Cracked 520 bridge pontoons headed for dry-dock repairs
Two of the four cracked Highway 520 bridge pontoons will be towed back out of Lake Washington and hoisted aboard dry docks, where engineers think they can be fixed faster than if they stay in the lake.
Seattle Times transportation reporter
Two of the four cracked pontoons for the new Highway 520 bridge will be towed back out of Lake Washington and hoisted aboard dry docks — where engineers think they can be fixed faster than if they stay in the lake.
One pontoon, 360 feet long, will be towed to Portland next week, followed by the slightly smaller eastern endpiece, which will travel in July to Harbor Island.
But two other long pontoons will stay afloat, because supplemental pieces already were attached to their sides. Those appendages make the structures too wide to backtrack through the locks in Ballard.
A single steel cofferdam will be brought to the lake to be wrapped around portions of these pontoons so water can be pumped away. That way, the area around the pontoons becomes dry enough for workers to seal the cracks.
The strategy, announced Thursday, is intended to fix the pontoons concurrently, limiting the cost of delays for the state Department of Transportation and taxpayers.
Already, the contractors and state abandoned their late-2014 completion goal and say a July 2015 finish would be ambitious.
The cracks resulted primarily from design errors by state engineers, and repair costs, including delays, are being negotiated with Kiewit-General-Manson.
“It’s going to be in the tens of millions of dollars,” said Dave Becher, state floating-bridge construction manager.
The losses would consume much of the contingency on an overall $4.1 billion megaproject. The construction contract for the floating highway and east approach is worth $587 million, and pontoon fabrication is $367 million, two figures likely to increase.
Becher said dry-dock repairs should take only about eight weeks per pontoon. By comparison, the in-lake repairs entail six to eight weeks per end, with the single cofferdam to be moved four times, for a total of up to 32 weeks.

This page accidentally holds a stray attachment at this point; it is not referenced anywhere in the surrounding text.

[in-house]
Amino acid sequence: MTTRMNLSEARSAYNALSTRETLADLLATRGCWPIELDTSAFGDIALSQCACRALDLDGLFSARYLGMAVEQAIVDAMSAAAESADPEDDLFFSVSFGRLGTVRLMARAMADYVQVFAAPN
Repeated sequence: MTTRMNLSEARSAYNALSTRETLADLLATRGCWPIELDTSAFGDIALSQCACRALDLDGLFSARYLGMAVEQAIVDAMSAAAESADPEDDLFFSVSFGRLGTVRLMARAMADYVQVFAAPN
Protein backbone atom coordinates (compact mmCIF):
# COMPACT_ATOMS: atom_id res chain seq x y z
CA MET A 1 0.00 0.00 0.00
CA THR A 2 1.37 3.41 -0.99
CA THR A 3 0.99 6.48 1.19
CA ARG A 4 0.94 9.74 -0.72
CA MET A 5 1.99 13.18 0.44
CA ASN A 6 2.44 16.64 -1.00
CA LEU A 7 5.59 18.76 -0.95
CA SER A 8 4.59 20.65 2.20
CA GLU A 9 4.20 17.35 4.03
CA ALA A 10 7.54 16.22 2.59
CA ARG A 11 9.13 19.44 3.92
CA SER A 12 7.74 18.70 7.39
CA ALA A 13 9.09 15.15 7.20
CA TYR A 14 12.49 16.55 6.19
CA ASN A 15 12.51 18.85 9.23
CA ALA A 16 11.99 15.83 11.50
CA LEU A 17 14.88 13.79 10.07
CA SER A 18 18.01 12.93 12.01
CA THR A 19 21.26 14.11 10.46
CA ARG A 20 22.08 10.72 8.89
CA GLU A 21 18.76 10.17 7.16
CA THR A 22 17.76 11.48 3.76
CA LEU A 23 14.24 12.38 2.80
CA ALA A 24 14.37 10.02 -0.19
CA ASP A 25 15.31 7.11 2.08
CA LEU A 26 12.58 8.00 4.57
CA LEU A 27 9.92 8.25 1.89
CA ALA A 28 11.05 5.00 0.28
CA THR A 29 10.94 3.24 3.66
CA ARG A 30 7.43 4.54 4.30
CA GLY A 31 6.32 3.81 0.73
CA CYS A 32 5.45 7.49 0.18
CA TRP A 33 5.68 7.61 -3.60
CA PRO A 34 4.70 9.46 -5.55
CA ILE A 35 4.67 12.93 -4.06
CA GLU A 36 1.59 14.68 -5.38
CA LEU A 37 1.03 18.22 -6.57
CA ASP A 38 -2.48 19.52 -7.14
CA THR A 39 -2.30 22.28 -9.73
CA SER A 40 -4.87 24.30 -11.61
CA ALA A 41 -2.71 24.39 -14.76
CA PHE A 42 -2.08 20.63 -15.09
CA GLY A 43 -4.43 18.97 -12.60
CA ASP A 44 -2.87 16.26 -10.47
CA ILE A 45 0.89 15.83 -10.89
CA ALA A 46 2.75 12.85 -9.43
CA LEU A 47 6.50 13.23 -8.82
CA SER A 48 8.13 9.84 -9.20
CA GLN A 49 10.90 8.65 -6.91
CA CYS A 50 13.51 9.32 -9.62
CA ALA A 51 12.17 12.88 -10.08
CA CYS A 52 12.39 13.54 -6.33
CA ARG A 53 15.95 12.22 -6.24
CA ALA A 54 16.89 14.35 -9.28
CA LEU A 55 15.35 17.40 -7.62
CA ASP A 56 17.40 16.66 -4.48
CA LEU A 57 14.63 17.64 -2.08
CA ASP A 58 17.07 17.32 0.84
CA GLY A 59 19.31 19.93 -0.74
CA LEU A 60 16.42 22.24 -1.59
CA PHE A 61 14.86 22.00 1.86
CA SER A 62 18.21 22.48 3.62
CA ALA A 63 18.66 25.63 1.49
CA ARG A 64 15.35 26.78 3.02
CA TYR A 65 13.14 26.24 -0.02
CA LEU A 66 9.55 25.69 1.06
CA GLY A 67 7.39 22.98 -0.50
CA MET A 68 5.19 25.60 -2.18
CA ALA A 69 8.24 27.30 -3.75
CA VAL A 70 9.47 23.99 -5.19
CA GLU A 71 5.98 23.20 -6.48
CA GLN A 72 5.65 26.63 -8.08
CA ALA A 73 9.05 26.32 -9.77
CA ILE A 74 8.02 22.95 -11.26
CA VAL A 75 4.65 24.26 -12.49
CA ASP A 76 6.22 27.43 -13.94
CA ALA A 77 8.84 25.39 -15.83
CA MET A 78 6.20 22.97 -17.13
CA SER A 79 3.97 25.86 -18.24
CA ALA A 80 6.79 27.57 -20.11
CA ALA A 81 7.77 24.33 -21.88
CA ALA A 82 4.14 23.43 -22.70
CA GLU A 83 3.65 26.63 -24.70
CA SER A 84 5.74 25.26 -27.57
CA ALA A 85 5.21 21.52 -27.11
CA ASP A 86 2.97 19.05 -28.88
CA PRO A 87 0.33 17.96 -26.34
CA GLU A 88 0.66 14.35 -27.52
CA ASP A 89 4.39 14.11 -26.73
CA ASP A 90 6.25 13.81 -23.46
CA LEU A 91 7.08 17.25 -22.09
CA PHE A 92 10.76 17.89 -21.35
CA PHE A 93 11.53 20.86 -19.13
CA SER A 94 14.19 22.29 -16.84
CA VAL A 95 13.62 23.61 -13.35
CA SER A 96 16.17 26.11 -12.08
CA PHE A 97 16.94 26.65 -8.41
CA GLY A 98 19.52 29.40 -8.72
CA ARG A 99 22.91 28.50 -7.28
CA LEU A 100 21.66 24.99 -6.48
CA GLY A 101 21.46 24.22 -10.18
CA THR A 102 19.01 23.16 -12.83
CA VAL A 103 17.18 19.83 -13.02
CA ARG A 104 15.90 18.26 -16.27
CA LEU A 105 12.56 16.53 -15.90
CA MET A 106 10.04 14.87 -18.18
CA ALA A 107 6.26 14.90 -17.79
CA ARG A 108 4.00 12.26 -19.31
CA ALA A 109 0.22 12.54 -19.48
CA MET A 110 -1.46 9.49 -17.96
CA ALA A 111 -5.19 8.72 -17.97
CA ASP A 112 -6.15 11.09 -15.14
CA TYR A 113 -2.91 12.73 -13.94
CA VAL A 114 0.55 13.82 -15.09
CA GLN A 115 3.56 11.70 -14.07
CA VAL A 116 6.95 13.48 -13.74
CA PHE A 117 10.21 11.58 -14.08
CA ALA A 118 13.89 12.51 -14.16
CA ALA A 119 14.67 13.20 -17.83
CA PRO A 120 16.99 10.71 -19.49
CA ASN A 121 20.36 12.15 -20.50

“It’s easier to take a pontoon, and take it to a dry dock facility,” Becher said. “You can work on both ends, you can work inside of it.”
But few dry docks are large enough and have space available this summer, he said.
Dive inspections last winter revealed significant cracks on the undersides of the pontoons; cracks on end walls stretched around a corner.
There was never a risk pontoons would sink or fail to carry traffic. But if water is allowed to seep in, long-term corrosion could reduce the 75-year design life of the new bridge, expert reviewers have said.
The main crack-sealing task will require cinching steel cabling from either end to compress the pontoon, known as post-tensioning. Epoxy will be injected into cracks.
Some walls will be wrapped with carbon fiber, which Becher said will provide both watertightness and some structural reinforcement.
Minor cracks of less than 0.006 inch, blamed on errors in concrete-curing temperatures, already have been repaired by surface sealants.
Meanwhile, the tug Alaska Mariner is expected to reach the locks Friday with the pontoon to support the bridge’s west end. It’s part of the second batch of six pontoons built at Grays Harbor, which were supposed to arrive last winter.
Mike Lindblom: 206-515-5631 or firstname.lastname@example.org. On Twitter @mikelindblom